The imminent return of outfielder Drew Stubbs should help a team that's getting a historic season from Joey Votto, whose on-base percentage is at .484, and a 3.57 team ERA that ranks fifth in the National League.
The biggest disappointment of the early season has been one of the biggest stories in recent weeks. The Angels, buoyed by huge contributions from rookie Mike Trout and second-year slugger Mark Trumbo, are back in the thick of it, having won 11 of 15. Jered Weaver is back. And oh yeah, Albert Pujols (remember him?) has 44 RBIs.
They lost one of their relievers for eight games because of pine tar, but the Rays and their 3.50 team ERA, good for second in the AL behind the Angels (3.42), are sticking on this list because they find a way to win games. A Sunday doubleheader sweep of the Phillies gave Joe Maddon's squad momentum; will All-Star third baseman Evan Longoria, who has experienced a setback in his rehab, soon follow?
Buck Showalter's Birds continue to hang in there in the AL East and continue to believe they're a winning team. That might be more than half the battle, and when they can pull out games the way they did Sunday, beating the Nationals in a nail-biter, that only helps. Two quick ones this week against the Angels and a home series against Cleveland will give Baltimore more opportunities to keep surprising.
Matt Cain wasn't perfect after his perfect game, but he was pretty darn good, particularly Sunday, and all things seem to be fine with San Francisco's starting staff. Even Tim Lincecum, maybe. "The Freak" rebounded after a tough first inning in his last start and could build on that, which would be dangerous for the rest of the league. Offensively, where would this team be without Melky Cabrera? It's difficult to wonder.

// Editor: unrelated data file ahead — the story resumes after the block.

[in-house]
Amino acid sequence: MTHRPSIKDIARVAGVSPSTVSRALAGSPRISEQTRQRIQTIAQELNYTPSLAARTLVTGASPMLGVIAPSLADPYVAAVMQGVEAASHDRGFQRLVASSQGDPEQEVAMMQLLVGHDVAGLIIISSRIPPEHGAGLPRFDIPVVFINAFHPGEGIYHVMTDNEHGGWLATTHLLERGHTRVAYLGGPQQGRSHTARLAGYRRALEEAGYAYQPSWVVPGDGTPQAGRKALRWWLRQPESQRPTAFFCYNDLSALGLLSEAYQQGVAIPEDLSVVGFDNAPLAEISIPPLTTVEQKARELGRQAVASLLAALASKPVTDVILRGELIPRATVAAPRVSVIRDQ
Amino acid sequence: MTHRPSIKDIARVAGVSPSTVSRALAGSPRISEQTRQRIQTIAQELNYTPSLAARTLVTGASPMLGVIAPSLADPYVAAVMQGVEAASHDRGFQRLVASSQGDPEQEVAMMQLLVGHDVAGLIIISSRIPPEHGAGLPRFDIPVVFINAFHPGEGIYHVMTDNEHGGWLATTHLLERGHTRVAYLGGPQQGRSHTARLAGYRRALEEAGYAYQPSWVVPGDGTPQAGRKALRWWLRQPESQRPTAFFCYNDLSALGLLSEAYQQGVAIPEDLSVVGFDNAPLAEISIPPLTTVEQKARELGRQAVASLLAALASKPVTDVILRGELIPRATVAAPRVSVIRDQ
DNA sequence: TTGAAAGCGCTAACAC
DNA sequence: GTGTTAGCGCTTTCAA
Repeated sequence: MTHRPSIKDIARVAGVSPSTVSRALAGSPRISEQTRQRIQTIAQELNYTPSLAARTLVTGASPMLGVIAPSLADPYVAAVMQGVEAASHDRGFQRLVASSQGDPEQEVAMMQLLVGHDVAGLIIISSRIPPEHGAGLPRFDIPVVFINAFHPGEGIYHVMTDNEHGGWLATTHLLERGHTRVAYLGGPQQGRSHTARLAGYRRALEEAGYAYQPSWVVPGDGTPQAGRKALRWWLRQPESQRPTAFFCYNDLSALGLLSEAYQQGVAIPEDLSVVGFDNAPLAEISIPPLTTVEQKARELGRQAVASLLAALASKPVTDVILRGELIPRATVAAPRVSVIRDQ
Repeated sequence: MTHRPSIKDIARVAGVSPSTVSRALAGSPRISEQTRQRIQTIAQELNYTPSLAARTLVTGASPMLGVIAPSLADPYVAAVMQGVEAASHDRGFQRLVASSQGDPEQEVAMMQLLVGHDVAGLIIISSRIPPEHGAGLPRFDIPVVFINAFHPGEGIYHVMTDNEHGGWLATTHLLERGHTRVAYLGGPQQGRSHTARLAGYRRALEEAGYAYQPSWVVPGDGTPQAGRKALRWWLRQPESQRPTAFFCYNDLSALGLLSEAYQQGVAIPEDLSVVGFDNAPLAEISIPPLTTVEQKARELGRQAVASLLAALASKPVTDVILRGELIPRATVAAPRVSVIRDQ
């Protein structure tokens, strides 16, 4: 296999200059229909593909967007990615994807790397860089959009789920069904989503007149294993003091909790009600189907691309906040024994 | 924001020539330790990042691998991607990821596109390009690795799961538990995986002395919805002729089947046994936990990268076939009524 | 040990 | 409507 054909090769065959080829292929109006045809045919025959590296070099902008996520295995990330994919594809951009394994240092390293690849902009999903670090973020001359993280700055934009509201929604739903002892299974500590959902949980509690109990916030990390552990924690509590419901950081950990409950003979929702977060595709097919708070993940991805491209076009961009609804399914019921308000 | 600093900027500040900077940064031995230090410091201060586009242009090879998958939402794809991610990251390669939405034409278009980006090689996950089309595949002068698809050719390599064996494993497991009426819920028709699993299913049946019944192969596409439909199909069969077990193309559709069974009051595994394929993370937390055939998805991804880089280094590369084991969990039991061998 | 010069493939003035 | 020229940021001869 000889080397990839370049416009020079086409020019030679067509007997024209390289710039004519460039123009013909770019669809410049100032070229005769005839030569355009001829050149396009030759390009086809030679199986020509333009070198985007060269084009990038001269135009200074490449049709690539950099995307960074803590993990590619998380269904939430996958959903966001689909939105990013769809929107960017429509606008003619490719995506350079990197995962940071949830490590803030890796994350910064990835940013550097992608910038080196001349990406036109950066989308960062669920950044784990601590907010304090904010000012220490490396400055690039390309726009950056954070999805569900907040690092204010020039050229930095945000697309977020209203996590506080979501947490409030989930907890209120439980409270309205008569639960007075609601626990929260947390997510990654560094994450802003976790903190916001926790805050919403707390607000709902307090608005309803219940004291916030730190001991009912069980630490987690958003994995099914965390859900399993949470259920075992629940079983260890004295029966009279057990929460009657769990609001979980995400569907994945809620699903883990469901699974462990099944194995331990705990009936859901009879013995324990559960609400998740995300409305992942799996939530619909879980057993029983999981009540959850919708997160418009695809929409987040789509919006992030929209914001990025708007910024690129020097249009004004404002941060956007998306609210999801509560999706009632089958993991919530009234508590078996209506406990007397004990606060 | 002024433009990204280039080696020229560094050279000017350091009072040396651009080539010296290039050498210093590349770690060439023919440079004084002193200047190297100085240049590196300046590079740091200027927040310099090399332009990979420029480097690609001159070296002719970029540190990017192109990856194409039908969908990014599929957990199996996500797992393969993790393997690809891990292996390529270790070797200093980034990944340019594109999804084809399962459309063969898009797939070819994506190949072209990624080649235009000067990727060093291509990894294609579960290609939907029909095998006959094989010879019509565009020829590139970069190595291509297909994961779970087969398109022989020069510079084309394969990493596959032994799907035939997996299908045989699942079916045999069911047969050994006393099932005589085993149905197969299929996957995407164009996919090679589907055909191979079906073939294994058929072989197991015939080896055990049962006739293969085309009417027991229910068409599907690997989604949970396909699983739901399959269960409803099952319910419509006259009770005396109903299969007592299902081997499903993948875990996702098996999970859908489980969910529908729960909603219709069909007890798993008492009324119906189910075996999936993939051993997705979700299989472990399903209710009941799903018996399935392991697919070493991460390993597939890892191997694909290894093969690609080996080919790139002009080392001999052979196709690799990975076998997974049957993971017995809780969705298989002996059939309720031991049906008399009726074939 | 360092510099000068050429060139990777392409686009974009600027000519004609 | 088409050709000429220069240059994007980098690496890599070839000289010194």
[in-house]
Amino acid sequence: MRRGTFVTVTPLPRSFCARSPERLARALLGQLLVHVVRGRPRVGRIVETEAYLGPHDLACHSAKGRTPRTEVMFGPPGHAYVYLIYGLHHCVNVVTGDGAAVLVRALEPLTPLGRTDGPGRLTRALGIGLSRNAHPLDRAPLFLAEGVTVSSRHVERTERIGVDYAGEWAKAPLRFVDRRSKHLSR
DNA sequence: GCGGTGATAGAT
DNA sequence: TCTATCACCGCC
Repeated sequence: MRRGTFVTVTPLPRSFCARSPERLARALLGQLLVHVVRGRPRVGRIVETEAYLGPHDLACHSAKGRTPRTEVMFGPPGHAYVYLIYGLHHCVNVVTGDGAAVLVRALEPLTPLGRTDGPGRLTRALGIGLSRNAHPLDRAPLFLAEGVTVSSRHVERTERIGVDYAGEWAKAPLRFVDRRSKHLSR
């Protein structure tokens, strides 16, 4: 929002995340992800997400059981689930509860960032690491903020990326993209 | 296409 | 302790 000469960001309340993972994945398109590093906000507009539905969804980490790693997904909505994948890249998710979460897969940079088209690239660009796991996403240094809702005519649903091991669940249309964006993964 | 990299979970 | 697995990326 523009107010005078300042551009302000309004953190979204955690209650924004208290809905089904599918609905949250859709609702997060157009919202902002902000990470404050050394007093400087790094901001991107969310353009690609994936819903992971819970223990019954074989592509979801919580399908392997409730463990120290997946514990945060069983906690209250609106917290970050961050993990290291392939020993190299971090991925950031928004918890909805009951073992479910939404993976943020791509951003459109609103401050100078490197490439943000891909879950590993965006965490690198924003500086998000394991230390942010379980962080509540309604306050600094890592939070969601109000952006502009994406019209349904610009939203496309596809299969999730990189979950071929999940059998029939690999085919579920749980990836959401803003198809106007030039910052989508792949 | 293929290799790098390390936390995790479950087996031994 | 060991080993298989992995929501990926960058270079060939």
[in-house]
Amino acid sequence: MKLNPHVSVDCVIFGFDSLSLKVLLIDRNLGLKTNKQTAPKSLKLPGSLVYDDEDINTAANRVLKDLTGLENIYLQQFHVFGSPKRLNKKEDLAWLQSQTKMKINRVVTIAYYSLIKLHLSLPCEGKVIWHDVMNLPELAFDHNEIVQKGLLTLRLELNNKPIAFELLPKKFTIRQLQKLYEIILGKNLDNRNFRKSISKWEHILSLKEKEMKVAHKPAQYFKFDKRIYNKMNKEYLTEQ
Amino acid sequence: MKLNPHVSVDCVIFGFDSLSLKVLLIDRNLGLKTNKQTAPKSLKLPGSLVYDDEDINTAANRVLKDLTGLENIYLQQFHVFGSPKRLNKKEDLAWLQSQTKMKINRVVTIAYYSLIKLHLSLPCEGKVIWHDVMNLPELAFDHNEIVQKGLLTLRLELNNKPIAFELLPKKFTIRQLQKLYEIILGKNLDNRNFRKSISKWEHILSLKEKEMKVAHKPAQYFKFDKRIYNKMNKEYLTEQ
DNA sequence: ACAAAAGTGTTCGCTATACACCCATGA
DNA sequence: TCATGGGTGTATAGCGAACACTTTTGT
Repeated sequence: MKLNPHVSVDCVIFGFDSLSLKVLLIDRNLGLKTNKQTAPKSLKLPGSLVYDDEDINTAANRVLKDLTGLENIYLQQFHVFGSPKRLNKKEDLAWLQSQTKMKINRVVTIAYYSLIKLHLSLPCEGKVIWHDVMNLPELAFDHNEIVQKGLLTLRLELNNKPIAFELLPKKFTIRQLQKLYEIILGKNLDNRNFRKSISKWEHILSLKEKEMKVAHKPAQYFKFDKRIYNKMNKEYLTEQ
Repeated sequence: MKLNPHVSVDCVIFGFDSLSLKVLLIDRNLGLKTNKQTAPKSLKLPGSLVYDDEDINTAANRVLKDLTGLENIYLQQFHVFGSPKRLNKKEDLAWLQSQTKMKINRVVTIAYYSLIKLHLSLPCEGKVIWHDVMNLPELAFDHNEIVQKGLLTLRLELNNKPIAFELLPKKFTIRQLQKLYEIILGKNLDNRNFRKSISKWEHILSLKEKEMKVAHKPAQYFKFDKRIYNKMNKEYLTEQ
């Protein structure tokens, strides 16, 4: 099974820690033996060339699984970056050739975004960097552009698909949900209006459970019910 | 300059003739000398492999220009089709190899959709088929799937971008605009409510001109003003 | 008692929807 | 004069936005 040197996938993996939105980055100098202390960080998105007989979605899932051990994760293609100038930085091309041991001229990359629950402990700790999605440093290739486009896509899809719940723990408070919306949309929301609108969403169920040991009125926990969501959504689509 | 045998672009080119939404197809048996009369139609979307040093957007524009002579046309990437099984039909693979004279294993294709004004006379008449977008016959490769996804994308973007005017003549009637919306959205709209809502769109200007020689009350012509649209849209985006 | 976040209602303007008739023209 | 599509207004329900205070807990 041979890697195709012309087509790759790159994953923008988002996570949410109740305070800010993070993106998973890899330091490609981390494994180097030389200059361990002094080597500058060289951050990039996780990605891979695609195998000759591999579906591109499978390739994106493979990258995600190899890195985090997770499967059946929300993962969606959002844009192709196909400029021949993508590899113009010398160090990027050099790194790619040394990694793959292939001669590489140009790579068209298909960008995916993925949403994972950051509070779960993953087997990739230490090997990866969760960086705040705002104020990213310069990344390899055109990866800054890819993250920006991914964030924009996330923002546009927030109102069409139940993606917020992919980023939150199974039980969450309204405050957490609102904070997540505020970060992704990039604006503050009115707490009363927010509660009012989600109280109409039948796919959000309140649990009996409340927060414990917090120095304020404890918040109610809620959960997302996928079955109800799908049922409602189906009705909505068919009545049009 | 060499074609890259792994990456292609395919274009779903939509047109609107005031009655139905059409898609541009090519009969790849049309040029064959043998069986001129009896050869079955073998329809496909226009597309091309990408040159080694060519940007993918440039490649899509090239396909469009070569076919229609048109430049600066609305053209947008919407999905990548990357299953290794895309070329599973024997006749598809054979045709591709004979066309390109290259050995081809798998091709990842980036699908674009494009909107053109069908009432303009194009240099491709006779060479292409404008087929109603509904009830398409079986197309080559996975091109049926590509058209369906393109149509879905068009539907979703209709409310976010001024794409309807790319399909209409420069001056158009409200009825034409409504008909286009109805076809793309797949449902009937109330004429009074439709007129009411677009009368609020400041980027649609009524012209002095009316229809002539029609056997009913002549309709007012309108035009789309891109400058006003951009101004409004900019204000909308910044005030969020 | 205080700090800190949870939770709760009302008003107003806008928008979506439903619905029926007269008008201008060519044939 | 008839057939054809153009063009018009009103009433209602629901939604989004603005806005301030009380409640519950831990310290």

Chicago finished the weekend at 38-34, giving them a half-game lead over Cleveland in the AL Central. Most important, though, was the bold move by general manager Ken Williams to trade for Kevin Youkilis. The White Sox immediately have upgraded their third-base situation and get a playoff-tested veteran and offensive force who also knows how to fit into a clubhouse.
R.A. Dickey on Sunday proved even power knuckleballers are human, but that doesn't mean he won't pitch in the All-Star Game, and it certainly doesn't mean his Mets are out of the October conversation. The Amazin's are 39-34 and in second place in the division. Now they'll see if Bobby Parnell can handle the closing job with Frank Francisco on the disabled list.
One of the main reasons Boston made the Youkilis trade was the emergence of rookie third baseman Will Middlebrooks. With Middlebrooks now officially unchallenged at the hot corner, a good fill-in option with new acquisition Brent Lillibridge, and a solid pitching prospect in Zach Stewart as the other half of the haul, Boston will get back to the business of improving. Dustin Pedroia getting over his thumb woes will help in that area.
One side note of Pittsburgh's developing story is that outfielder Andrew McCutchen is exploding on the scene as one of the best players in the Major Leagues -- not just the Senior Circuit. But this different-hero-every-night team seems to be finding ways to win all the time, from a weekend gem by Brad Lincoln to a steadily creeping-north batting average from Pedro Alvarez.
We never expected what we got out of this team late last year, so it's hard to know what to expect this season. First-year manager Mike Matheny has been doing well juggling an ever-evolving lineup and pitching staff. A huge key is the continued resurgence of Adam Wainwright, who seems to have forgotten that he ever had Tommy John surgery.
Don't look now, but the D-backs have won four in a row and are two games over .500 at 37-35. That's interesting, especially on the heels of their incredible 2011 campaign. Something else that could be very interesting: Thursday's likely Major League debut of right-hander Trevor Bauer, who was selected No. 3 overall in last year's First-Year Player Draft.
This story was not subject to the approval of Major League Baseball or its clubs.